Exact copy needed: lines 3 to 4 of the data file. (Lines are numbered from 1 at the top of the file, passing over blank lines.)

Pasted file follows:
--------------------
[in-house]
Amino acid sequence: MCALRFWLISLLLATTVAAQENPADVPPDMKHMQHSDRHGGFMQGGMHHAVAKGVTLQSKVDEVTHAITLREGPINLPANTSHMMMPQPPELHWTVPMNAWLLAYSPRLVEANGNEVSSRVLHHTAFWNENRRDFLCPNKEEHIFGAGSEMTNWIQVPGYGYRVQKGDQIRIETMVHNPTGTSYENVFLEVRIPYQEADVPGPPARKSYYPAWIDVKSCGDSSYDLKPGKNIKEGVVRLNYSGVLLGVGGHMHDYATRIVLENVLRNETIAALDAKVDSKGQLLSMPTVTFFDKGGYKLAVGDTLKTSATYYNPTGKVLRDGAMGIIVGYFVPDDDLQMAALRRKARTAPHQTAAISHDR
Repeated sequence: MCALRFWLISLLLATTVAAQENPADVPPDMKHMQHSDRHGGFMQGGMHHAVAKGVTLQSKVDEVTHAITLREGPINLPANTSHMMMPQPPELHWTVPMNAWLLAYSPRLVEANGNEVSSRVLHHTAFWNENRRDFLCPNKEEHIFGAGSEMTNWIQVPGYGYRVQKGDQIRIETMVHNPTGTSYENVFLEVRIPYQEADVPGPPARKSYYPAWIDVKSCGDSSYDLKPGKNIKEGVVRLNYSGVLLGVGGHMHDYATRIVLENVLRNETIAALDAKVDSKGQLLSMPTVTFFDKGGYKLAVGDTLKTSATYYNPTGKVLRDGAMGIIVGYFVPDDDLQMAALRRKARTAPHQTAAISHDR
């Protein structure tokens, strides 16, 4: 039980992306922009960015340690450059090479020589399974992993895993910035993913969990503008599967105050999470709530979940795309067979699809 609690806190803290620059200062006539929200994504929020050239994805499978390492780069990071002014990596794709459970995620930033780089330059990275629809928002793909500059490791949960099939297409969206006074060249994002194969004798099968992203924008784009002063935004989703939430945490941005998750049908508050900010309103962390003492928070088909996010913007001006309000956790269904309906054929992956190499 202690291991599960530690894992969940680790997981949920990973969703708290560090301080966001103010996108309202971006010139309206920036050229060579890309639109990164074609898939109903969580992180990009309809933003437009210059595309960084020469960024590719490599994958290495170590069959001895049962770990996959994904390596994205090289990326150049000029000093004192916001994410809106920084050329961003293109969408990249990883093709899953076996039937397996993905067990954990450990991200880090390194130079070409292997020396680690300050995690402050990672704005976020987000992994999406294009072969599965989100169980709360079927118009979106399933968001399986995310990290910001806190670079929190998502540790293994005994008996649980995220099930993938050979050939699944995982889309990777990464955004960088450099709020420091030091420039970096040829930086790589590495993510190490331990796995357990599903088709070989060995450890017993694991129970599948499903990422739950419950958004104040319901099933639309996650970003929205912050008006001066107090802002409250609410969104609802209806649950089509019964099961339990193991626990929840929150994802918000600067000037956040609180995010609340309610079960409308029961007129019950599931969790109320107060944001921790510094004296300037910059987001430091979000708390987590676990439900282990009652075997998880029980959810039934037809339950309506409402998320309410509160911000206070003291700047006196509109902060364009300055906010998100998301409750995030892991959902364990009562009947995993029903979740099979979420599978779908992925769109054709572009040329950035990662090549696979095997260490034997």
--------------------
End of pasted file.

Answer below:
Repeated sequence: MCALRFWLISLLLATTVAAQENPADVPPDMKHMQHSDRHGGFMQGGMHHAVAKGVTLQSKVDEVTHAITLREGPINLPANTSHMMMPQPPELHWTVPMNAWLLAYSPRLVEANGNEVSSRVLHHTAFWNENRRDFLCPNKEEHIFGAGSEMTNWIQVPGYGYRVQKGDQIRIETMVHNPTGTSYENVFLEVRIPYQEADVPGPPARKSYYPAWIDVKSCGDSSYDLKPGKNIKEGVVRLNYSGVLLGVGGHMHDYATRIVLENVLRNETIAALDAKVDSKGQLLSMPTVTFFDKGGYKLAVGDTLKTSATYYNPTGKVLRDGAMGIIVGYFVPDDDLQMAALRRKARTAPHQTAAISHDR
């Protein structure tokens, strides 16, 4: 039980992306922009960015340690450059090479020589399974992993895993910035993913969990503008599967105050999470709530979940795309067979699809 609690806190803290620059200062006539929200994504929020050239994805499978390492780069990071002014990596794709459970995620930033780089330059990275629809928002793909500059490791949960099939297409969206006074060249994002194969004798099968992203924008784009002063935004989703939430945490941005998750049908508050900010309103962390003492928070088909996010913007001006309000956790269904309906054929992956190499 202690291991599960530690894992969940680790997981949920990973969703708290560090301080966001103010996108309202971006010139309206920036050229060579890309639109990164074609898939109903969580992180990009309809933003437009210059595309960084020469960024590719490599994958290495170590069959001895049962770990996959994904390596994205090289990326150049000029000093004192916001994410809106920084050329961003293109969408990249990883093709899953076996039937397996993905067990954990450990991200880090390194130079070409292997020396680690300050995690402050990672704005976020987000992994999406294009072969599965989100169980709360079927118009979106399933968001399986995310990290910001806190670079929190998502540790293994005994008996649980995220099930993938050979050939699944995982889309990777990464955004960088450099709020420091030091420039970096040829930086790589590495993510190490331990796995357990599903088709070989060995450890017993694991129970599948499903990422739950419950958004104040319901099933639309996650970003929205912050008006001066107090802002409250609410969104609802209806649950089509019964099961339990193991626990929840929150994802918000600067000037956040609180995010609340309610079960409308029961007129019950599931969790109320107060944001921790510094004296300037910059987001430091979000708390987590676990439900282990009652075997998880029980959810039934037809339950309506409402998320309410509160911000206070003291700047006196509109902060364009300055906010998100998301409750995030892991959902364990009562009947995993029903979740099979979420599978779908992925769109054709572009040329950035990662090549696979095997260490034997």